The L.L. Bean catalog arrives in early June, in an avalanche of hospital bills, condolence cards, and COVID-19 reopening announcements from Red Lobster and the Pinch a Penny pool supply store that proclaim, Jeffrey, we want you back!
My first impulse is to toss the catalog in the recycling bin. But I can’t resist the lure of the cover, which shows a youthful mom and dad walking beside a stream, a child riding high on the dad’s shoulders.
I want to walk along that stream beside that healthy man. So I sit on the couch—next to the ghost of your rented hospital bed—and open the catalog. The Bean guys, sporting polo shirts, chino shorts, and loafers with no socks, hang out on docks over pristine blue lakes or flip burgers on the grill.
Make him happy on Father’s Day, the catalog entreats me.
I flip through the pages, considering what I would have chosen to order for you. Maybe a couple of the unshrinkable tees with a crew neck to protect you from the harsh Florida rays. Or some ripstop pants for your annual hiking trip out west. A field watch. A boonie hat.
You already owned a closet full of clothes meant to weather the elements—at least, before I filled a dozen black garbage bags full of comfort fit khaki pants, chamois shirts, and utility jackets and placed them by the curb for the Red Cross to pick up. The hems were frayed. The collars dingy. The sleeves pocked with holes. I grew up wearing rags, but anyone would think you were the one who had grown up poor; you wore your clothes down to the barest threads until I begged you to throw them out.
Every holiday, my goal was to get you new clothes and convince you to wear them. The Bean catalog was my coconspirator, arriving each season with spring daffodils and summer beach balls and autumn pumpkins on the cover. When the inch-thick holiday edition appeared—chock full of wool sweaters and corduroy pants—I parked the catalog atop your messy desk with a pink Post-it note attached: Pick out some new clothes or else Santa will surprise you with stuff you don’t want!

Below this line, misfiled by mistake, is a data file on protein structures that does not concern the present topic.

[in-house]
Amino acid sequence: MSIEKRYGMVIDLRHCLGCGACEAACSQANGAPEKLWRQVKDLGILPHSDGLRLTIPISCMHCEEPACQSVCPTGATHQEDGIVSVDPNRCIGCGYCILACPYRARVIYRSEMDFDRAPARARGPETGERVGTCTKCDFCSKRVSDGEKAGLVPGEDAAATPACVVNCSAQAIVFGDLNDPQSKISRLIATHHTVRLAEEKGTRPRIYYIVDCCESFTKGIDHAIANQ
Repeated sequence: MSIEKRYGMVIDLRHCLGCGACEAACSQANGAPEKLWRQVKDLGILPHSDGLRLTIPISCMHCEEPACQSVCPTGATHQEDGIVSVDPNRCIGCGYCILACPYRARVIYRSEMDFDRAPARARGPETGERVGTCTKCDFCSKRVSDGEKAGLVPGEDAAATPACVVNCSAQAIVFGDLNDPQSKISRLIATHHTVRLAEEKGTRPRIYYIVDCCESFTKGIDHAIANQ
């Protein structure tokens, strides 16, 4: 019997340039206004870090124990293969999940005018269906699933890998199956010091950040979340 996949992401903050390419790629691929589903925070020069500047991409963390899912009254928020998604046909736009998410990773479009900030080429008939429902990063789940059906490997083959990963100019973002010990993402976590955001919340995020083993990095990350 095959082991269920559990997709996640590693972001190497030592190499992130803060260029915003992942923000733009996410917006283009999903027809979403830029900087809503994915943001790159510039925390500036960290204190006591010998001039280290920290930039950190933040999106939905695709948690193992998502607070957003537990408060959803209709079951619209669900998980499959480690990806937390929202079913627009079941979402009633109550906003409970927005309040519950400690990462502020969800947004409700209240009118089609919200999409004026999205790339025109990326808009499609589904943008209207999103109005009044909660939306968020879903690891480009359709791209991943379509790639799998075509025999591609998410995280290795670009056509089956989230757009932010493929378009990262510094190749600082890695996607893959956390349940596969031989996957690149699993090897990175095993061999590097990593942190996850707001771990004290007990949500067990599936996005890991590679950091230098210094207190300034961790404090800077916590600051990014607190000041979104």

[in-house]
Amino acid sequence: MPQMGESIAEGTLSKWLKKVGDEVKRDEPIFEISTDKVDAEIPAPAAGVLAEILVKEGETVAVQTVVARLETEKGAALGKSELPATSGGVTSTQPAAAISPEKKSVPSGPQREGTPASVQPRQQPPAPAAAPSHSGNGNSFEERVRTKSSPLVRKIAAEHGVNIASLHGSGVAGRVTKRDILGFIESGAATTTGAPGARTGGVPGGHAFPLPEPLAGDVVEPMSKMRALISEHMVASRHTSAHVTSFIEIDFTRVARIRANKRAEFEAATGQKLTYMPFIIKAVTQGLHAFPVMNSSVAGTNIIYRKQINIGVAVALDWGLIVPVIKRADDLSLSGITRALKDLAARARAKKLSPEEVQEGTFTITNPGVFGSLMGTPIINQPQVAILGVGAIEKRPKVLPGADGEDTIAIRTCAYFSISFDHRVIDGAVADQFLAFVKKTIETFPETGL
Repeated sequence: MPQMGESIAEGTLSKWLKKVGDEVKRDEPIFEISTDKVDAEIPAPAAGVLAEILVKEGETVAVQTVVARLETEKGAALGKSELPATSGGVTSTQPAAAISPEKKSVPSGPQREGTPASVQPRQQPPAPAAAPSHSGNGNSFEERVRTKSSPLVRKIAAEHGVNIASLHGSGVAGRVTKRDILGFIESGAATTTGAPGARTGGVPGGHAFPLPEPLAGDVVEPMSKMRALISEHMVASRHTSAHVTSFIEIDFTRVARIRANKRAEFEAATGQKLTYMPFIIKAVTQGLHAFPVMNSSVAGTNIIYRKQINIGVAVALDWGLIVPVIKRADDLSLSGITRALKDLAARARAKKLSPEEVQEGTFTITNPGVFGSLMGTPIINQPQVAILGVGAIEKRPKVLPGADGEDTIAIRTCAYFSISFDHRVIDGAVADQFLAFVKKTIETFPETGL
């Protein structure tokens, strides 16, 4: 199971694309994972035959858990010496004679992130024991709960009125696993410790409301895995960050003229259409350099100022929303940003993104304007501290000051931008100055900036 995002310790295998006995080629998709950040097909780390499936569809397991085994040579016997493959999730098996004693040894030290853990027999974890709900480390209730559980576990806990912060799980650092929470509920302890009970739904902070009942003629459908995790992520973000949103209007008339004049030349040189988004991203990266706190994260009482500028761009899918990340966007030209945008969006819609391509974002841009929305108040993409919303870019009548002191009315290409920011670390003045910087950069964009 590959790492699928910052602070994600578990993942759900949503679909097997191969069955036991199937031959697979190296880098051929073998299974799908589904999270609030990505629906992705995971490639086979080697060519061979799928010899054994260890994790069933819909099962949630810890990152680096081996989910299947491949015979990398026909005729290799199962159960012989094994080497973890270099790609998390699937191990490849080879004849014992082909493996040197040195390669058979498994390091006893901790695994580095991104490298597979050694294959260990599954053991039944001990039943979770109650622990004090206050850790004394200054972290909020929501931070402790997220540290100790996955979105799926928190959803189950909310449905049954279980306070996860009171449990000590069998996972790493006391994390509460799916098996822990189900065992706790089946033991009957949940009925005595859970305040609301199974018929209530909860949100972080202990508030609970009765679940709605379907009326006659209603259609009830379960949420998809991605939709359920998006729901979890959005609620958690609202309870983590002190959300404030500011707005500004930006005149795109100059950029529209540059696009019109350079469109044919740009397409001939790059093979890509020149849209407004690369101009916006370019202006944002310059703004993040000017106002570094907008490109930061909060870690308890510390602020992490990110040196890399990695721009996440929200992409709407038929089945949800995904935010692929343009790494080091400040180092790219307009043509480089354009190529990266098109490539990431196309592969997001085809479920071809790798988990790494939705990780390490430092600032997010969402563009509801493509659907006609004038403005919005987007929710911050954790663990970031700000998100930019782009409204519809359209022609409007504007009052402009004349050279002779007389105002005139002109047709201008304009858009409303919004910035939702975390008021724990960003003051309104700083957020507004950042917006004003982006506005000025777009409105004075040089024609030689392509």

The catalog sat on your desk for days. Then weeks. I missed the free shipping window that came every Black Friday and later got pissed when the items you finally dog-eared in the catalog sold out.
Now I don’t have to worry about your gifts going on back order. Or fret about getting you any presents at all. But I want to give you all of this: the hand-stitched leather loafers, wicked good moccasins, and hearty gear named after places you’ll now never visit: Allagash, Kennebunk, Bar Harbor, Katahdin.
After you stopped eating and drinking and talking—but before I could legally call myself a widow—I read an advice book for what the courts call “the surviving spouse.” The author told me I should take my time going through your clothing and suggested cutting squares from some of my favorite items and making them into a quilt.
When I emptied your drawers and closet, I calmly rolled the neckties and folded the dress pants. But the shirts—all those long sleeves dangling off the hangers reminded me there were no more shoulders to lean on, no arms to hold me.
I can’t imagine cutting into the flannel shirts I kept. The red one you always wore on Christmas morning as you made us bacon and eggs. The tan one you wore every September when we went north to visit our daughter and see the fall leaves. The green plaid shirt you’re wearing in the photo we used for your obituary.
It’s always been a dream of mine to visit Maine. Maybe it was yours, too. The morning I found you lying still, I put my hand over your heart to feel it not beating. I unhooked the cannula from your nose and turned off the thumping pulse of the oxygen. Your hands were still warm, and your open eyes seemed focused on something in the distance—a canoe on a lake, a sailboat setting out to sea, a trail leading to the top of a sun-drenched mountain.
Start Sunday morning with a flash essay in your inbox. Enjoy short works hand-selected from the Creative Nonfiction, Brevity, Diagram, River Teeth, and Sweet Literary archives, as well as the occasional original work.
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